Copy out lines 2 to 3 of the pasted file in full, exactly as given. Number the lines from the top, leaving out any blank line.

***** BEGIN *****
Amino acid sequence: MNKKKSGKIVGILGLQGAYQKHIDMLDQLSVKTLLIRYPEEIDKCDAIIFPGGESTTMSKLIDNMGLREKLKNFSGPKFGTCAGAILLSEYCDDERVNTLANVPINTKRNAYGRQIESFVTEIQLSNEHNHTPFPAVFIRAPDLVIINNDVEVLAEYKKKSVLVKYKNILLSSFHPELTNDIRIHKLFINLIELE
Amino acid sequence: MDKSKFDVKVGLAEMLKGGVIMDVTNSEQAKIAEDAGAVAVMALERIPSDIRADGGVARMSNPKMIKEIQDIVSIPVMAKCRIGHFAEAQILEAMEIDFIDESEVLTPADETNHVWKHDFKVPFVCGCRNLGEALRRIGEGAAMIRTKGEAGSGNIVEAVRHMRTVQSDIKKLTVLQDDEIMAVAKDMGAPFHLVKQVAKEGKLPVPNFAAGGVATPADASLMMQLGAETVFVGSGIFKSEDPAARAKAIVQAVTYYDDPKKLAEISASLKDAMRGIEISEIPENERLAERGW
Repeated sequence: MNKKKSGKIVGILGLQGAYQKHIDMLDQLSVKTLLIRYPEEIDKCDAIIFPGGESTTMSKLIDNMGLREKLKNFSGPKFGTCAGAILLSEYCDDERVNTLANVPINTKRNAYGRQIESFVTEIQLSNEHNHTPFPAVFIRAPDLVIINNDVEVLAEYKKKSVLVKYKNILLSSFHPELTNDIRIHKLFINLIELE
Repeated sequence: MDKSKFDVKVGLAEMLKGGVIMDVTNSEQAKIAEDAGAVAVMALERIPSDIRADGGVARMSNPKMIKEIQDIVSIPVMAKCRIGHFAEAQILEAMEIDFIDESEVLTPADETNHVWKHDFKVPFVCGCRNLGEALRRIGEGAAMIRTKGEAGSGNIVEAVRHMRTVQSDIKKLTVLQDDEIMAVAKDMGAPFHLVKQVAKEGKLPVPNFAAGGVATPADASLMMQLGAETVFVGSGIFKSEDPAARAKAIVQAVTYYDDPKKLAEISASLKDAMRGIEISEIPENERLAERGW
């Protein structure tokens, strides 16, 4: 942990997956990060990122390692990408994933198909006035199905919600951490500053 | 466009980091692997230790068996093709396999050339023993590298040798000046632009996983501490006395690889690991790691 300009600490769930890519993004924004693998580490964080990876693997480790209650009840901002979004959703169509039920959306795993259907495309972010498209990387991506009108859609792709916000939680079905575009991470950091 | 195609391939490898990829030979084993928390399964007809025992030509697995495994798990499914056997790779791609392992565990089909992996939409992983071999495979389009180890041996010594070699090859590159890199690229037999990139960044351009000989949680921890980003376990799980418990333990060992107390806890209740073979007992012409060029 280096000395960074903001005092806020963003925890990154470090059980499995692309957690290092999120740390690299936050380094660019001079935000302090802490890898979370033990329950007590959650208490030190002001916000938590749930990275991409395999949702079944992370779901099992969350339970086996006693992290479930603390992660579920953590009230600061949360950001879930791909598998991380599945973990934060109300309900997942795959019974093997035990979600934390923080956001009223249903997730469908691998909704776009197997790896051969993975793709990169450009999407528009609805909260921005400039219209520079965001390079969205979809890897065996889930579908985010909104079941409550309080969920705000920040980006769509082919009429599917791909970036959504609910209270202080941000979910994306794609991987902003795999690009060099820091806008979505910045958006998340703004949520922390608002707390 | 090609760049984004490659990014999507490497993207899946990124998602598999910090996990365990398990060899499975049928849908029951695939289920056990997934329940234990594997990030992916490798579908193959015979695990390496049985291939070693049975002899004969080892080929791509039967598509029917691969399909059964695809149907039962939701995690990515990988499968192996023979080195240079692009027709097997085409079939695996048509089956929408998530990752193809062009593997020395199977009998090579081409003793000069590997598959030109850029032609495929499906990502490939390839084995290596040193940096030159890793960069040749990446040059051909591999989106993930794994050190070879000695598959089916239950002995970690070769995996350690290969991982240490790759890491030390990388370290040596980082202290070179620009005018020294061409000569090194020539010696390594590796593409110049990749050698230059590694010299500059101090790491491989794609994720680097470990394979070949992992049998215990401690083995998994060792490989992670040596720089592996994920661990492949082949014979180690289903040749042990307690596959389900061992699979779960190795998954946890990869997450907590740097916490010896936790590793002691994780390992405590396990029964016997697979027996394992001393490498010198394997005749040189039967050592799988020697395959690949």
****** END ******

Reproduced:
Amino acid sequence: MDKSKFDVKVGLAEMLKGGVIMDVTNSEQAKIAEDAGAVAVMALERIPSDIRADGGVARMSNPKMIKEIQDIVSIPVMAKCRIGHFAEAQILEAMEIDFIDESEVLTPADETNHVWKHDFKVPFVCGCRNLGEALRRIGEGAAMIRTKGEAGSGNIVEAVRHMRTVQSDIKKLTVLQDDEIMAVAKDMGAPFHLVKQVAKEGKLPVPNFAAGGVATPADASLMMQLGAETVFVGSGIFKSEDPAARAKAIVQAVTYYDDPKKLAEISASLKDAMRGIEISEIPENERLAERGW
Repeated sequence: MNKKKSGKIVGILGLQGAYQKHIDMLDQLSVKTLLIRYPEEIDKCDAIIFPGGESTTMSKLIDNMGLREKLKNFSGPKFGTCAGAILLSEYCDDERVNTLANVPINTKRNAYGRQIESFVTEIQLSNEHNHTPFPAVFIRAPDLVIINNDVEVLAEYKKKSVLVKYKNILLSSFHPELTNDIRIHKLFINLIELE